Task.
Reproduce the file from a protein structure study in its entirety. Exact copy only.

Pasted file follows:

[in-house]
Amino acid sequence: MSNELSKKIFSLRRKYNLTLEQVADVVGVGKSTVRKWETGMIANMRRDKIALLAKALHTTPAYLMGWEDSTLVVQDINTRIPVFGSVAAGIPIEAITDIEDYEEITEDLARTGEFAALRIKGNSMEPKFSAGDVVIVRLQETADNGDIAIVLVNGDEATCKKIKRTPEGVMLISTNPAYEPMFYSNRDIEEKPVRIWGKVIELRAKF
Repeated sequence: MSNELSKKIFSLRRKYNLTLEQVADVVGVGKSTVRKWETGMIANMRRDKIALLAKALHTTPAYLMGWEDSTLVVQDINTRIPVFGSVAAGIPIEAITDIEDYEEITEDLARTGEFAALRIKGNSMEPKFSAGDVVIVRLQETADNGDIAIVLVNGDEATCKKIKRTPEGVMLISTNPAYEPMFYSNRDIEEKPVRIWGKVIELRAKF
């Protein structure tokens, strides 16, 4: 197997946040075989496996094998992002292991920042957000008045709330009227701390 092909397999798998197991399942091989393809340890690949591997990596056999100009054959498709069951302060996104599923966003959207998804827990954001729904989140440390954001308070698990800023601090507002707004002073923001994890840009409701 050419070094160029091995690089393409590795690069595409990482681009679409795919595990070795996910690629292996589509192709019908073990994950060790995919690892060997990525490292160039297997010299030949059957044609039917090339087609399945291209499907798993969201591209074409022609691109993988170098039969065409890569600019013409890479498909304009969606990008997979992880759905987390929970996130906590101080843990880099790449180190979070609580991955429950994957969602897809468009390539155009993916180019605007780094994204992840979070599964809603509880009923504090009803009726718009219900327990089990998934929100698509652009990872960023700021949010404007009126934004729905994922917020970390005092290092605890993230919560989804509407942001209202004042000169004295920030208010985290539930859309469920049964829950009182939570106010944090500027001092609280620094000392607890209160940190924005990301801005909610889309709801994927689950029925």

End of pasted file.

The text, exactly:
[in-house]
Amino acid sequence: MSNELSKKIFSLRRKYNLTLEQVADVVGVGKSTVRKWETGMIANMRRDKIALLAKALHTTPAYLMGWEDSTLVVQDINTRIPVFGSVAAGIPIEAITDIEDYEEITEDLARTGEFAALRIKGNSMEPKFSAGDVVIVRLQETADNGDIAIVLVNGDEATCKKIKRTPEGVMLISTNPAYEPMFYSNRDIEEKPVRIWGKVIELRAKF
Repeated sequence: MSNELSKKIFSLRRKYNLTLEQVADVVGVGKSTVRKWETGMIANMRRDKIALLAKALHTTPAYLMGWEDSTLVVQDINTRIPVFGSVAAGIPIEAITDIEDYEEITEDLARTGEFAALRIKGNSMEPKFSAGDVVIVRLQETADNGDIAIVLVNGDEATCKKIKRTPEGVMLISTNPAYEPMFYSNRDIEEKPVRIWGKVIELRAKF
């Protein structure tokens, strides 16, 4: 197997946040075989496996094998992002292991920042957000008045709330009227701390 092909397999798998197991399942091989393809340890690949591997990596056999100009054959498709069951302060996104599923966003959207998804827990954001729904989140440390954001308070698990800023601090507002707004002073923001994890840009409701 050419070094160029091995690089393409590795690069595409990482681009679409795919595990070795996910690629292996589509192709019908073990994950060790995919690892060997990525490292160039297997010299030949059957044609039917090339087609399945291209499907798993969201591209074409022609691109993988170098039969065409890569600019013409890479498909304009969606990008997979992880759905987390929970996130906590101080843990880099790449180190979070609580991955429950994957969602897809468009390539155009993916180019605007780094994204992840979070599964809603509880009923504090009803009726718009219900327990089990998934929100698509652009990872960023700021949010404007009126934004729905994922917020970390005092290092605890993230919560989804509407942001209202004042000169004295920030208010985290539930859309469920049964829950009182939570106010944090500027001092609280620094000392607890209160940190924005990301801005909610889309709801994927689950029925």